I also know from experience how, when you are working multiple jobs and barely getting by, or even if you are really pushing hard and succeeding, that someone asking for a handout can sting. And it’s become pretty clear to me that people want to be protected from the truth when it gets less than shiny.

But the idea that humans, who have inherent value, need to be “swept away,” is not a solution in any way. And we compare them to animals or things, it makes them become easier to hate. (Which is upsettingly familiar to many other fear-based, dehumanizing social control campaigns throughout history.)

It could happen to anybody

On a personal note, I have had some experience with homelessness as a teen. My mother and I spent about six months alternating between sleeping at a local campground or sleeping in her Jeep. My mother was going through cancer treatments at the time and couldn’t physically work. She was a single mom, divorced, both her parents had just died of cancer. I was 15, attending a local high school at the time, and working at a restaurant to help buy food for us to eat and put gas in the car. But my part-time job and her disability check didn’t cut it. By the time I started attending Cuesta College, my mother was battling homelessness again, sick with another round of cancer. After my roommates and landlord kicked her off my couch, she was sleeping in her Jeep with her two dogs. She went quickly from having nowhere to go, to checking into the hospital, to checking into hospice and then passing away.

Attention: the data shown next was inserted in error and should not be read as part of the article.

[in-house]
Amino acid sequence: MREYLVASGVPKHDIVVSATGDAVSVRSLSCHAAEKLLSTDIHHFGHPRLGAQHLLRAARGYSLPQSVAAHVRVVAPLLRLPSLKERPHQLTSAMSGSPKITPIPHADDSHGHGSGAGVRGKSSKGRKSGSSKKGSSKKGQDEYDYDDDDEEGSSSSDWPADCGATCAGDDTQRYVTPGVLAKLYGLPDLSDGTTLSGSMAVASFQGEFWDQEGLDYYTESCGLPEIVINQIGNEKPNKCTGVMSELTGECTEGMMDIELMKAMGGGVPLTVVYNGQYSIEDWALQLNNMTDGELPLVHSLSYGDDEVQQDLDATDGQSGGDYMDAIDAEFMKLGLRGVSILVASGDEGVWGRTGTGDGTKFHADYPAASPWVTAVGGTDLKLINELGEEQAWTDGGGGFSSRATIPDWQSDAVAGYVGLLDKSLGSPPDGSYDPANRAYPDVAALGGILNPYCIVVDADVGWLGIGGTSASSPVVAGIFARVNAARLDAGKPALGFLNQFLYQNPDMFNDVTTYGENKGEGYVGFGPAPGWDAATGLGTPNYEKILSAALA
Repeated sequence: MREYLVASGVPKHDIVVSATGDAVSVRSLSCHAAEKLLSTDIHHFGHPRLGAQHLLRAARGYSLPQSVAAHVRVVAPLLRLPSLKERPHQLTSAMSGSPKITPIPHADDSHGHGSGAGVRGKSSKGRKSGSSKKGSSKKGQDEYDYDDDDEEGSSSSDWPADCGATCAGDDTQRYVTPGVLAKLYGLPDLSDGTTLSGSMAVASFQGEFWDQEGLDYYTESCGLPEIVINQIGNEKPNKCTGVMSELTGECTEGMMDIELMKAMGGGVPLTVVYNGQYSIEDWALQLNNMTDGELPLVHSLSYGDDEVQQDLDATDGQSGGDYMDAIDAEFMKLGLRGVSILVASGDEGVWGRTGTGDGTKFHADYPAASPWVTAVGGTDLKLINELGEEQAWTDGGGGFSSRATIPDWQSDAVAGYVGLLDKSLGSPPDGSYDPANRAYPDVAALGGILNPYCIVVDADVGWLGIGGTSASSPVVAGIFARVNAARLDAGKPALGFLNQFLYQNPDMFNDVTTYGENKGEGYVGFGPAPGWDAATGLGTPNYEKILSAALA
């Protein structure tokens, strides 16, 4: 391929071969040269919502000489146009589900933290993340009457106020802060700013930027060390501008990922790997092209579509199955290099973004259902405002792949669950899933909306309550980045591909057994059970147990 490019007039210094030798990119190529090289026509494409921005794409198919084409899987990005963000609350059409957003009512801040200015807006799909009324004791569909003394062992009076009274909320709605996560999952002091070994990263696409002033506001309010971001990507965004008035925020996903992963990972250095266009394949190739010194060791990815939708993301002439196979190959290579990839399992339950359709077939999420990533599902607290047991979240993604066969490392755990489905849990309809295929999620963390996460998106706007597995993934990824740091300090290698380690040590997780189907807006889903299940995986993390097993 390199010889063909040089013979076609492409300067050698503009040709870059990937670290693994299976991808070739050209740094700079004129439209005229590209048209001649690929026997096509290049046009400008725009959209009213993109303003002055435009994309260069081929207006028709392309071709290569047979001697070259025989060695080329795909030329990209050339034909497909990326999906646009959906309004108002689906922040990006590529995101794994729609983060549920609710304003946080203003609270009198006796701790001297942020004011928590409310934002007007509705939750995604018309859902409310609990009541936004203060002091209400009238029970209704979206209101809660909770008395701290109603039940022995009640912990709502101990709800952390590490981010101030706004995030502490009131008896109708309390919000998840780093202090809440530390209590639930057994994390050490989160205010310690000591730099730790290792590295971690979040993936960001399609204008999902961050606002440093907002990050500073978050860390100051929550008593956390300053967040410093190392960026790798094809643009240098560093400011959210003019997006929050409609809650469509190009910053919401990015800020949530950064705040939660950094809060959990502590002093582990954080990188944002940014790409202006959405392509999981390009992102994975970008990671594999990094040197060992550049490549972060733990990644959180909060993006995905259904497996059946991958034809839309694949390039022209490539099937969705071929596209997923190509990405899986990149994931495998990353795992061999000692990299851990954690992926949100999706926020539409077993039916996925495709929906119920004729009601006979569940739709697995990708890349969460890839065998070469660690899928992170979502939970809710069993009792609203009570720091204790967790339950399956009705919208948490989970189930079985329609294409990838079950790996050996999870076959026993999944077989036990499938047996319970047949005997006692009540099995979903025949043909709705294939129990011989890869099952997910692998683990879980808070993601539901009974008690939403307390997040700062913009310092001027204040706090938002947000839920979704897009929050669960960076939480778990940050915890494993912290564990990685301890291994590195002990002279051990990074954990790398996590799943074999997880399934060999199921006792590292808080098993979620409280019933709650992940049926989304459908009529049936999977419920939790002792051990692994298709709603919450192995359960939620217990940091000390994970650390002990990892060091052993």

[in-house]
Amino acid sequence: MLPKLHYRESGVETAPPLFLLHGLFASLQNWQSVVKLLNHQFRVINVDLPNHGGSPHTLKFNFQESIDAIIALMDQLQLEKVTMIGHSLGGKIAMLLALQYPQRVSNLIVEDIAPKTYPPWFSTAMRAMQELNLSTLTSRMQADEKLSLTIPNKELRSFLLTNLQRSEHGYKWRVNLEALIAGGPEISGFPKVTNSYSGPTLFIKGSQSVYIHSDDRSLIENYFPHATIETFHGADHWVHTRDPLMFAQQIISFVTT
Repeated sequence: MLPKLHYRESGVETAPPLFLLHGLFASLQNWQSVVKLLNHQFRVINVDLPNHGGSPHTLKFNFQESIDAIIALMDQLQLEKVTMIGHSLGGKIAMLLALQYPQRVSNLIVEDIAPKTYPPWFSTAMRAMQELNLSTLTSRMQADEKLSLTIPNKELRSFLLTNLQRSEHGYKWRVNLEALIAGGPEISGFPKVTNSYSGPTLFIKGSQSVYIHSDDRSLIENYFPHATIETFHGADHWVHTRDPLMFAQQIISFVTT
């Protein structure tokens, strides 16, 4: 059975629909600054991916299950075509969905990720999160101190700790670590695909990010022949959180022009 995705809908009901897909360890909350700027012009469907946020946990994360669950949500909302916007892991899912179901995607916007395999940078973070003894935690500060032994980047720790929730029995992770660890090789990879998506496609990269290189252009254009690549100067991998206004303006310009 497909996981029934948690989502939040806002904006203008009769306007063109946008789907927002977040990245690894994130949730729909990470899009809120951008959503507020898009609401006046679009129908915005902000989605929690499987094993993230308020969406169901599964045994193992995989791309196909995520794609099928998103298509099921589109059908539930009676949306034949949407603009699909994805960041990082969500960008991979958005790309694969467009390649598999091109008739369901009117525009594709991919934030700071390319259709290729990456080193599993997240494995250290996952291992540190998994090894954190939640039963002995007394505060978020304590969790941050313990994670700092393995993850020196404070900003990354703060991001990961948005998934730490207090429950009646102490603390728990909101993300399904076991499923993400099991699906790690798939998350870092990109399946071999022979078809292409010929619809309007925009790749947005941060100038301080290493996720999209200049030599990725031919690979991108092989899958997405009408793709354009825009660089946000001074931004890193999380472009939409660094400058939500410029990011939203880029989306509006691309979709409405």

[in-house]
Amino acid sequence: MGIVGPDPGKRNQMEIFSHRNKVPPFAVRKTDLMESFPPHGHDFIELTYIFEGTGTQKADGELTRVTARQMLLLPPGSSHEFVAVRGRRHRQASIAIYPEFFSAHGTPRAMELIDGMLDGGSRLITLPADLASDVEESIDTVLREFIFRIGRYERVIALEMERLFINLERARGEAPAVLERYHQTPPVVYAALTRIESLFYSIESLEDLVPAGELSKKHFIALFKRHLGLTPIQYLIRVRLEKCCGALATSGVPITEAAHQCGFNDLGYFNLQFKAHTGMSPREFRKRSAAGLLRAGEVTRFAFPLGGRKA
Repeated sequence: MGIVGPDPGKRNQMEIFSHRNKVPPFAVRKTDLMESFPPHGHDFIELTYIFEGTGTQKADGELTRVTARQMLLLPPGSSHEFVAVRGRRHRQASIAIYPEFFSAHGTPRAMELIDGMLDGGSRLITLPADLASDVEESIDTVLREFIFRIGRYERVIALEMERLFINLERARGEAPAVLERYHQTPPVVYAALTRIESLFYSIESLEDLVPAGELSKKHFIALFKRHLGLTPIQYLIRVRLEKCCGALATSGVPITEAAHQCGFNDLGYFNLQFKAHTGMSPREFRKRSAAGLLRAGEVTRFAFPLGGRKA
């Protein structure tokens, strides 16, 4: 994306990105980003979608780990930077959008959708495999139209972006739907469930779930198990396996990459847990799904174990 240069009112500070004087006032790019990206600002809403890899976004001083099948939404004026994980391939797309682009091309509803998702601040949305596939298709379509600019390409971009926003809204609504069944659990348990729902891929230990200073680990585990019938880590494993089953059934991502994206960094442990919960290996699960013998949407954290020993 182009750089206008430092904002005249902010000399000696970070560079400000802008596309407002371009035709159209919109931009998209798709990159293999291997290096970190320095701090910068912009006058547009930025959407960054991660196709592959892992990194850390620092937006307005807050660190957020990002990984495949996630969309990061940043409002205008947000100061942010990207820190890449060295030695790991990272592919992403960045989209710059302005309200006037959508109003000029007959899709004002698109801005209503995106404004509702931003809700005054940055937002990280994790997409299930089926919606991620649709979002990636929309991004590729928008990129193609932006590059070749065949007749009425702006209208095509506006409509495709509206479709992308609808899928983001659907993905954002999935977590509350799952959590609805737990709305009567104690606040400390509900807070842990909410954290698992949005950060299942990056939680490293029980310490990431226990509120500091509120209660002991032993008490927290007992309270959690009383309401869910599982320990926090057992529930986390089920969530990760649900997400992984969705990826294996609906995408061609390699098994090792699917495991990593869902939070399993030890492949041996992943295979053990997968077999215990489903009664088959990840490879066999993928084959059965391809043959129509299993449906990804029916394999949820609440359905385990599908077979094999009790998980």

The guilt and shame I have for her spiral was, and still is, intense. What if she had somewhere to go? What if a younger me had been able to afford to take care of her better somehow? Should we have moved out of the state even though she wanted to stay with her Central Coast doctors? When people say, “it should be the responsibility of the family to take care of them,” what if the only living family are still children? Or what if there is no family at all, or if their family is also struggling with poverty?

Unfortunately, this story isn’t uncommon. In fact, I have a friend whose mother suffered almost the same downward spiral. It could happen to anyone, especially in this community. Who on a disability paycheck can afford to live in San Luis Obispo County? And this is just my family’s story. There are many paths to homelessness, and each one will break your heart if you allow yourself to see them not through fear and judgment but with understanding.